After four years of siege, families fleeing east Ghouta need our help now more than ever

By Yasmine Saker

As the car pulled up into Adra industrial zone on the north-eastern outskirts of Damascus, nothing could have prepared me for what I was about to see.

In four collective shelters, over 5,400 people were crowded together in three abandoned schools, while an estimated 13,000 people sought shelter nearby in a former institute for electrical studies.

The shelters in Adra are very overcrowded, forcing most families to sleep out in the open amid cold nighttime temperatures. Those who managed to find space inside the buildings are sleeping on the floor in the corridors.

“I just want to go to sleep without sharing my space with thousands of people, is that too much to ask for?” one woman asked me.

Amidst this chaos, it is very easy for children to get lost. We found one little boy, Hamzeh, who had lost his father while queuing for food. As we waited for my colleague to track down his family amongst the thousands of people, Hamze asked me between his sobs: “Wouldn’t it have been better if I had died back in Ghouta?”

Conditions at these shelters are less than basic. Water and sanitation facilities are lacking, making things even worse for the families sheltering there. UNICEF is trucking water to the four shelters daily, and has also installed water tanks, showers and latrines.

But this is not enough. Families continue to arrive at the shelters from East Ghouta every day and needs continue to grow. Queues to use the bathrooms are very long – children have to relieve themselves out to in the open.

In one of the schools, a mother and her son were squatting by a wall in the school yard as she bathed him using a small bottle of water. She had been waiting for her turn to use the showers for days and finally gave up. So many women told me that they had not bathed or changed their clothes in over one month, after hiding in the relative safety of overcrowded basements. “I never thought I would one day dream of showering!” one woman told me.

UNICEF is supporting three mobile health teams to provide primary healthcare services for children and mothers, including consultations, screening and treatment for malnutrition and providing essential micronutrients. The teams are also administering vaccinations for children.

“I’m treating many children for lice, diarrhea and insect bites,” a UNICEF-supported doctor told me as she was examining children at one of the schools. “These are all issues related to hygiene and sanitation,” she added.

Many children and families arriving at the collective shelters have endured for years with limited access to adequate health care. UNICEF-supported mobile health teams are at hand in all shelters to provide medical consultations, basic treatment and referrals to hospitals – through our partners – if needed.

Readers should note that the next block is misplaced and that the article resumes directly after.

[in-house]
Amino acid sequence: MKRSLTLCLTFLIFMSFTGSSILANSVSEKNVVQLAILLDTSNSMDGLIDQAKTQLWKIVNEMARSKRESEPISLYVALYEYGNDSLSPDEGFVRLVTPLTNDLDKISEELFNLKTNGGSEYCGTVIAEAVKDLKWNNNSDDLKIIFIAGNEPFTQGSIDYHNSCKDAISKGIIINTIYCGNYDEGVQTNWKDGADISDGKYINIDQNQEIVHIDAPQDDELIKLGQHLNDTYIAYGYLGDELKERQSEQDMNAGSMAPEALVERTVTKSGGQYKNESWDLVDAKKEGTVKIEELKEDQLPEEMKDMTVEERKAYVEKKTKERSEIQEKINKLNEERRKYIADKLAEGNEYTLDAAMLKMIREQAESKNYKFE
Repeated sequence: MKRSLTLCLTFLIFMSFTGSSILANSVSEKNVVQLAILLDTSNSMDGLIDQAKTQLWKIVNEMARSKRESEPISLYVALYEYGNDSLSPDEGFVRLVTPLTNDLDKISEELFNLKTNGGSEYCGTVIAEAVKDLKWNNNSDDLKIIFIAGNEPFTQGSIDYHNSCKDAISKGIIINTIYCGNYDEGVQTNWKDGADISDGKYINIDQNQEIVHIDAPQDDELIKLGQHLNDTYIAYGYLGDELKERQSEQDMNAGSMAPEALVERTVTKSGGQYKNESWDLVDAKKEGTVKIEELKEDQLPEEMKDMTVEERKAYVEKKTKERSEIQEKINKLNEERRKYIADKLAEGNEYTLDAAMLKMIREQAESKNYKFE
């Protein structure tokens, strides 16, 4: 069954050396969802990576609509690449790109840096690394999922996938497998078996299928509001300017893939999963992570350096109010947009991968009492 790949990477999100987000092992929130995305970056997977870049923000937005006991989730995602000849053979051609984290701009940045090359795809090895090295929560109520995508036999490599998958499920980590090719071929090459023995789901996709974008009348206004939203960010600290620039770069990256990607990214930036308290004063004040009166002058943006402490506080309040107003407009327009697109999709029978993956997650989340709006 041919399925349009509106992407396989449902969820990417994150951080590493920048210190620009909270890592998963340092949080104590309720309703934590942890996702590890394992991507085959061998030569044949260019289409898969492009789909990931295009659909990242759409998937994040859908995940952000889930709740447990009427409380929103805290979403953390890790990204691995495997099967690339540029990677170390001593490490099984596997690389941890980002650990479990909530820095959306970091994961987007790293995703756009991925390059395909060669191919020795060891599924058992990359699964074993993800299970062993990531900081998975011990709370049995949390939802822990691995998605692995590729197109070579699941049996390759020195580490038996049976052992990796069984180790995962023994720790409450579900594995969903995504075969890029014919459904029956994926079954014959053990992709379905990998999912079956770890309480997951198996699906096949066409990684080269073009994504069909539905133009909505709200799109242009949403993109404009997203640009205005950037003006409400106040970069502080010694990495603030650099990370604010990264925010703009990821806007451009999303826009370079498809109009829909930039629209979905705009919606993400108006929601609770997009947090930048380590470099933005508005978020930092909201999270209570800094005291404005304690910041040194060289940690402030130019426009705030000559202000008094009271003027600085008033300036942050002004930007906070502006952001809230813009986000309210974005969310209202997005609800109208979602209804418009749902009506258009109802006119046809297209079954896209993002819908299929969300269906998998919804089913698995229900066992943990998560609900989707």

Families fled the basements where they were hiding in besieged east Ghouta with no belongings. Many children are wearing their mothers’ shoes, while the mothers go barefoot. Is there anything a mother would not do for her children?

At the shelters, I saw men and women queuing in separate lines. It took me 20 minutes to walk to the end of the queue; they were queuing for bread that was being distributed from a truck. There were long, disorganized queues everywhere for food, for cleaning materials, for clinics, for latrines. I could not help but think of those science fiction movies where the world has come to an end – only this wasn’t fiction, this was a reality in in Syria.

As we were leaving, we watched a mother and her children leave one of the collective shelters to be reunited with relatives they had not seen for over four years. As they hugged, kissed and cried, everyone stood around them in awe of a moment that captured the essence of the loss brought about by years of war.

We have teams on the ground working around the clock to serve these families. We have secured funds and planned our response to serve 50,000 people, but as of today, numbers have exceeded our capacity. We now must plan to provide urgent humanitarian assistance to around 200,000 in and around East Ghouta.

The children of East Ghouta, and others who are still bearing the brunt of the brutal violence in Syria need our help now. Children displaced from East Ghouta need spaces to sleep and shower; enough food to eat; clothes on their backs; toys; healthcare; education and everything else a child needs not just to survive, but also to thrive.

Yasmine Saker is a communication officer working with UNICEF in Syria.